doi = "10.14348/molcells.2017.0226",
language = "English",
volume = "40",
pages = "897--905",
journal = "Molecules and Cells",
issn = "1016-8478",
publisher = "Korean Society for Molecular and Cellular Biology",
number = "12",

}

Emerging paradigm of crosstalk between autophagy and the ubiquitin-proteasome system. / Nam, Taewook; Han, Jong Hyun; Devkota, Sushil; Lee, Han Woong.

In: Molecules and cells, Vol. 40, No. 12, 01.01.2017, p. 897-905.

Research output: Contribution to journalShort survey

TY - JOUR

T1 - Emerging paradigm of crosstalk between autophagy and the ubiquitin-proteasome system

AU - Nam, Taewook

AU - Han, Jong Hyun

AU - Devkota, Sushil

AU - Lee, Han Woong

PY - 2017/1/1

Y1 - 2017/1/1

N2 - Cellular protein homeostasis is maintained by two major degradation pathways, namely the ubiquitin-proteasome system (UPS) and autophagy. Until recently, the UPS and autophagy were considered to be largely independent systems targeting proteins for degradation in the proteasome and lysosome, respectively. However, the identification of crucial roles of molecular players such as ubiquitin and p62 in both of these pathways as well as the observation that blocking the UPS affects autophagy flux and vice versa has generated interest in studying crosstalk between these pathways. Here, we critically review the current understanding of how the UPS and autophagy execute coordinated protein degradation at the molecular level, and shed light on our recent findings indicating an important role of an autophagy-associated transmembrane protein EI24 as a bridging molecule between the UPS and autophagy that functions by regulating the degradation of several E3 ligases with Really Interesting New Gene (RING)-domains.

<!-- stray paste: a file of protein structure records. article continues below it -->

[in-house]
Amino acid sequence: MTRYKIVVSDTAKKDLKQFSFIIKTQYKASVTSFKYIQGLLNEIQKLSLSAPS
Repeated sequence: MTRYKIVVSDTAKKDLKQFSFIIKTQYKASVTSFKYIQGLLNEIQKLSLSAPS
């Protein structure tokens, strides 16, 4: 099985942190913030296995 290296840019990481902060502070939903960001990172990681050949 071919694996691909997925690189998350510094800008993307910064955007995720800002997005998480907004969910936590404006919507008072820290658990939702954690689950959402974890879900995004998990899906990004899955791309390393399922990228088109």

AB - Cellular protein homeostasis is maintained by two major degradation pathways, namely the ubiquitin-proteasome system (UPS) and autophagy. Until recently, the UPS and autophagy were considered to be largely independent systems targeting proteins for degradation in the proteasome and lysosome, respectively. However, the identification of crucial roles of molecular players such as ubiquitin and p62 in both of these pathways as well as the observation that blocking the UPS affects autophagy flux and vice versa has generated interest in studying crosstalk between these pathways. Here, we critically review the current understanding of how the UPS and autophagy execute coordinated protein degradation at the molecular level, and shed light on our recent findings indicating an important role of an autophagy-associated transmembrane protein EI24 as a bridging molecule between the UPS and autophagy that functions by regulating the degradation of several E3 ligases with Really Interesting New Gene (RING)-domains.

UR - http://www.scopus.com/inward/record.url?scp=85048166970&partnerID=8YFLogxK

UR - http://www.scopus.com/inward/citedby.url?scp=85048166970&partnerID=8YFLogxK

U2 - 10.14348/molcells.2017.0226

DO - 10.14348/molcells.2017.0226

M3 - Short survey

C2 - 29237114

AN - SCOPUS:85048166970

VL - 40

SP - 897

EP - 905

JO - Molecules and Cells

JF - Molecules and Cells

SN - 1016-8478

IS - 12

ER -